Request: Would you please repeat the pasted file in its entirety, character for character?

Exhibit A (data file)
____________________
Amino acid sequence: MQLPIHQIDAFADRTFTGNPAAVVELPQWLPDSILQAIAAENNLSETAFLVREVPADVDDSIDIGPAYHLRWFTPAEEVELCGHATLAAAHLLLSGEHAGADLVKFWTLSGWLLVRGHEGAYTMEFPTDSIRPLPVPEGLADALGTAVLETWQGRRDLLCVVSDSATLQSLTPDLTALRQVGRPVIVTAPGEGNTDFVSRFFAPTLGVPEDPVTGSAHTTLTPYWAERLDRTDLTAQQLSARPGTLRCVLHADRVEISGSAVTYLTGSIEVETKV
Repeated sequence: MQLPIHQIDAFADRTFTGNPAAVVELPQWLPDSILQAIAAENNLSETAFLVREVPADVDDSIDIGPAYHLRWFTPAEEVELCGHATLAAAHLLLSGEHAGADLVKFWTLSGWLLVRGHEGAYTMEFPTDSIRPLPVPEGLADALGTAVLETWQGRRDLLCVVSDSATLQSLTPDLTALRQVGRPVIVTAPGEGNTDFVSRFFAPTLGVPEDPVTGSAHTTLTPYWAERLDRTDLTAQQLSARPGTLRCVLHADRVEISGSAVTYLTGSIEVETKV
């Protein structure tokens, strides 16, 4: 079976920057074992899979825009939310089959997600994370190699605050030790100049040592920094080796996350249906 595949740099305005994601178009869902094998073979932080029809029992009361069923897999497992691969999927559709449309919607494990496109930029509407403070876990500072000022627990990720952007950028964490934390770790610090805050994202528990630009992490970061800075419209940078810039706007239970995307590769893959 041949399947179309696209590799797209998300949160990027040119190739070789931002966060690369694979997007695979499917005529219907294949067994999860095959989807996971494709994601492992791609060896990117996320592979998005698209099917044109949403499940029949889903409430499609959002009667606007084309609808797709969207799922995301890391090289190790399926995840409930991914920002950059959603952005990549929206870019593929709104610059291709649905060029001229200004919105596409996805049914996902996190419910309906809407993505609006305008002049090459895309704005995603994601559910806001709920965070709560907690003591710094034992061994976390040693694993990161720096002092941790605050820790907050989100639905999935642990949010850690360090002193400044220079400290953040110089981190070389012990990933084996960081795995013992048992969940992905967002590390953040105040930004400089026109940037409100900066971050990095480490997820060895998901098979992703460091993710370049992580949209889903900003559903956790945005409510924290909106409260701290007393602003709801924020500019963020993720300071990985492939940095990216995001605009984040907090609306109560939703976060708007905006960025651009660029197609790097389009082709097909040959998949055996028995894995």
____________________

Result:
Amino acid sequence: MQLPIHQIDAFADRTFTGNPAAVVELPQWLPDSILQAIAAENNLSETAFLVREVPADVDDSIDIGPAYHLRWFTPAEEVELCGHATLAAAHLLLSGEHAGADLVKFWTLSGWLLVRGHEGAYTMEFPTDSIRPLPVPEGLADALGTAVLETWQGRRDLLCVVSDSATLQSLTPDLTALRQVGRPVIVTAPGEGNTDFVSRFFAPTLGVPEDPVTGSAHTTLTPYWAERLDRTDLTAQQLSARPGTLRCVLHADRVEISGSAVTYLTGSIEVETKV
Repeated sequence: MQLPIHQIDAFADRTFTGNPAAVVELPQWLPDSILQAIAAENNLSETAFLVREVPADVDDSIDIGPAYHLRWFTPAEEVELCGHATLAAAHLLLSGEHAGADLVKFWTLSGWLLVRGHEGAYTMEFPTDSIRPLPVPEGLADALGTAVLETWQGRRDLLCVVSDSATLQSLTPDLTALRQVGRPVIVTAPGEGNTDFVSRFFAPTLGVPEDPVTGSAHTTLTPYWAERLDRTDLTAQQLSARPGTLRCVLHADRVEISGSAVTYLTGSIEVETKV
């Protein structure tokens, strides 16, 4: 079976920057074992899979825009939310089959997600994370190699605050030790100049040592920094080796996350249906 595949740099305005994601178009869902094998073979932080029809029992009361069923897999497992691969999927559709449309919607494990496109930029509407403070876990500072000022627990990720952007950028964490934390770790610090805050994202528990630009992490970061800075419209940078810039706007239970995307590769893959 041949399947179309696209590799797209998300949160990027040119190739070789931002966060690369694979997007695979499917005529219907294949067994999860095959989807996971494709994601492992791609060896990117996320592979998005698209099917044109949403499940029949889903409430499609959002009667606007084309609808797709969207799922995301890391090289190790399926995840409930991914920002950059959603952005990549929206870019593929709104610059291709649905060029001229200004919105596409996805049914996902996190419910309906809407993505609006305008002049090459895309704005995603994601559910806001709920965070709560907690003591710094034992061994976390040693694993990161720096002092941790605050820790907050989100639905999935642990949010850690360090002193400044220079400290953040110089981190070389012990990933084996960081795995013992048992969940992905967002590390953040105040930004400089026109940037409100900066971050990095480490997820060895998901098979992703460091993710370049992580949209889903900003559903956790945005409510924290909106409260701290007393602003709801924020500019963020993720300071990985492939940095990216995001605009984040907090609306109560939703976060708007905006960025651009660029197609790097389009082709097909040959998949055996028995894995």